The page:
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Author Topic: I'm worried about my brass vase  (Read 1420 times)
Banned user
Thailand Thailand

« on: December 29, 2019, 02:45:46 pm »

Hello everyone,

So I’ve got a problem with my brass vase.Do you polish your brass regularly or polish once and then coat with lacquer?

Any suggestion would be greatly appreciate. Thank inadvance
« Last Edit: January 07, 2020, 03:04:27 pm by von Corax » Logged
Snr. Officer
United States United States

aka Countess Millicent Addlewood

« Reply #1 on: December 29, 2019, 11:11:25 pm »

So you've polished it and you notice how brilliantly shiny it is... If you coat it with lacquer to keep it from oxidizing:

1) you will lose some of that brilliance, quite a bit actually, even if you lacquer it immediately after polishing it.
It's the nature of lacquer no matter what brand you use.

2) You have to be scrupulous about removing ALL oxidation and also ALL the polish itself before applying the lacquer.
If any remains at all, the lacquer either won't take, or if it does, will soon begin to peel away or rub off in that area.
If the vase is small you may be able to accomplish this yourself. But  the larger the object the more difficult it is to get it immaculately clean enough for the lacquer to adhere.
Not saying it can't be done, but it's kind of iffy, and it's the the reason a lot of people have larger brass objects "professionally" lacquered.
The pros have the right cleaning and polishing materials and dust free chambers, and devices to spray on the lacquer at the right thickness. Pricing can vary widely.

3) You may consider cleaning/polishing it yourself and then applying not lacquer but a high quality polish made for metals (brass, bronze, copper, aluminium, etc). The micro-crystallines (e.g. Ren Wax) work well for that.

Also I would suggest you visit the forums of folks who repair/restore vintage clocks, which typically are made of brass. There is a section where they discuss how to polish brass clocks and maintain the shine.  Example:

Some use lacquer but others don't. I recall one man saying that he uses a specific wax (can't remember the name of it) that once he applies it, the brass stays brilliant for at least 5 years.

I occasionally use the spray on lacquer for really small intricate parts, but more and more, I just highly polish the part, super clean it with acetone, and then wax it with Ren Wax.        
« Last Edit: January 01, 2020, 12:18:12 am by Deimos » Logged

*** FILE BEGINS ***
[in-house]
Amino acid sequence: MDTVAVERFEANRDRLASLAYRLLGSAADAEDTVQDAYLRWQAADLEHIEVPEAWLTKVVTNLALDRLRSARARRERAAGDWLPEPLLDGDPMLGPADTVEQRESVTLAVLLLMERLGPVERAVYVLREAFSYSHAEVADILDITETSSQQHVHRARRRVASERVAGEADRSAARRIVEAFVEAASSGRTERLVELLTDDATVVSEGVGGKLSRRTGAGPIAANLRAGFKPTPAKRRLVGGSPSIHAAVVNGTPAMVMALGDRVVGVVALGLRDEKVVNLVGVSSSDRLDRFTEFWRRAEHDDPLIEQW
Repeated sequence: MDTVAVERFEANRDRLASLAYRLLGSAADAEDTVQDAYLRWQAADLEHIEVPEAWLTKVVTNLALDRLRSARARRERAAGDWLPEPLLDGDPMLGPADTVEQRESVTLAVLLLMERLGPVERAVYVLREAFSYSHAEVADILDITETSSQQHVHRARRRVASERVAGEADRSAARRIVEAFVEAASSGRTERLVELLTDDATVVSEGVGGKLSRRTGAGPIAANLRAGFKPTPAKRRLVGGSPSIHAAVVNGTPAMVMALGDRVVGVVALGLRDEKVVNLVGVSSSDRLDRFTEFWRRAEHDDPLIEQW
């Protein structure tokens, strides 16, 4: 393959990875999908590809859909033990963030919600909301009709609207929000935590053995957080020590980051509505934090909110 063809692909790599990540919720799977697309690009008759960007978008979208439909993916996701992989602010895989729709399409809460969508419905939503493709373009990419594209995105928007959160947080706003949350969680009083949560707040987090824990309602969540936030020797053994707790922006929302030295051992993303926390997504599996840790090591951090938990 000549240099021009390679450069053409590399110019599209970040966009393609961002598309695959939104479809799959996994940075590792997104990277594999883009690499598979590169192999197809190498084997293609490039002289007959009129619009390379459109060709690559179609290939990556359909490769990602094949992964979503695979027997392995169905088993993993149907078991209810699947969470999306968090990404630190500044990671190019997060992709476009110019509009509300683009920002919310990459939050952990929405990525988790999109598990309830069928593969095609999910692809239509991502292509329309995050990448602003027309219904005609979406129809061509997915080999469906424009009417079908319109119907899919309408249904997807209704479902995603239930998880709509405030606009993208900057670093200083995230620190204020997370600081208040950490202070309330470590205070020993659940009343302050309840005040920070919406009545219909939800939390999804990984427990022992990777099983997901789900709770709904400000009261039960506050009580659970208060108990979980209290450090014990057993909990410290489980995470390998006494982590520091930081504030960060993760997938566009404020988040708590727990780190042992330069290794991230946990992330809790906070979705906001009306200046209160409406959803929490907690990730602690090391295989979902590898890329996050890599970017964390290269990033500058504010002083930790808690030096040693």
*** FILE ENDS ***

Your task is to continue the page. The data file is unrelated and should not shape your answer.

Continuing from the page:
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Synistor 303
Snr. Officer
Australia Australia

Zenyna Ironbracker

« Reply #2 on: December 30, 2019, 03:58:29 am »

I would go with Demios on this, except to say I would never consider putting lacquer on brass or copper in the first place. Just do the hard yards and clean it when it begins to look dull. A bit of cleaning often is much less work than a huge clean once a year... It always looks so much better than lacquer.
Snr. Officer
United States United States

« Reply #3 on: December 30, 2019, 07:44:13 pm »


I also would like to put in a vote for Ren-Wax.  When using Ren-Wax, like lacquer but not as severe, make sure the vase is as clean as humanly possible. Ren-Wax is also a bit difficult to remove, and if you wax over a goober, it may be there a while.  Ren-Way is removable but needs heat and some solvent.

In between just wax and lacquer is something like INCRALaq, that is supposed to be for copper and copper alloys like brass. And also good for aluminum.  We used this on some nautical items for an old sailing ship and it worked great. In this case, some of the imperfections were wanted and this stuff sealed them in tight.  If it is still available, I am imagining it will be a bit pricey for just one vase, or even small runs of crafted works. 

So, yeah, Ren-Wax


Could somebody Pleeease explain to my mother that it is steam PUNK not steam PIMP!?!
Lord Pentecost
Snr. Officer
United Kingdom United Kingdom

« Reply #4 on: January 19, 2020, 09:45:49 pm »

I used Halfords enamel lacquer on all the brass and copper on my steampunk PC. Lacquered it around four years ago and it's still shiny. I polished the metal with brasso wadding then left for a few days. I then sprayed with Halfords enamel addesion promotor then the lacquer. I made no special efforts to remove all traces of polish beyond polishing it off with a rag. All I would say is that I would never lacquer anything that is handled regularly regularly handled (walking stick tops, prop-weapons etc) as it is more likely to flake off if you're handling it.

"Any machine is a smoke-machine if you screw up badly enough"
Germany Germany

Custom Builds on Request

« Reply #5 on: January 22, 2020, 12:41:27 am »

You have to use a superthinned clear cellulose will shine just as before if you do it right. If it gets dull, your layer is either too thick, or it was too cold.
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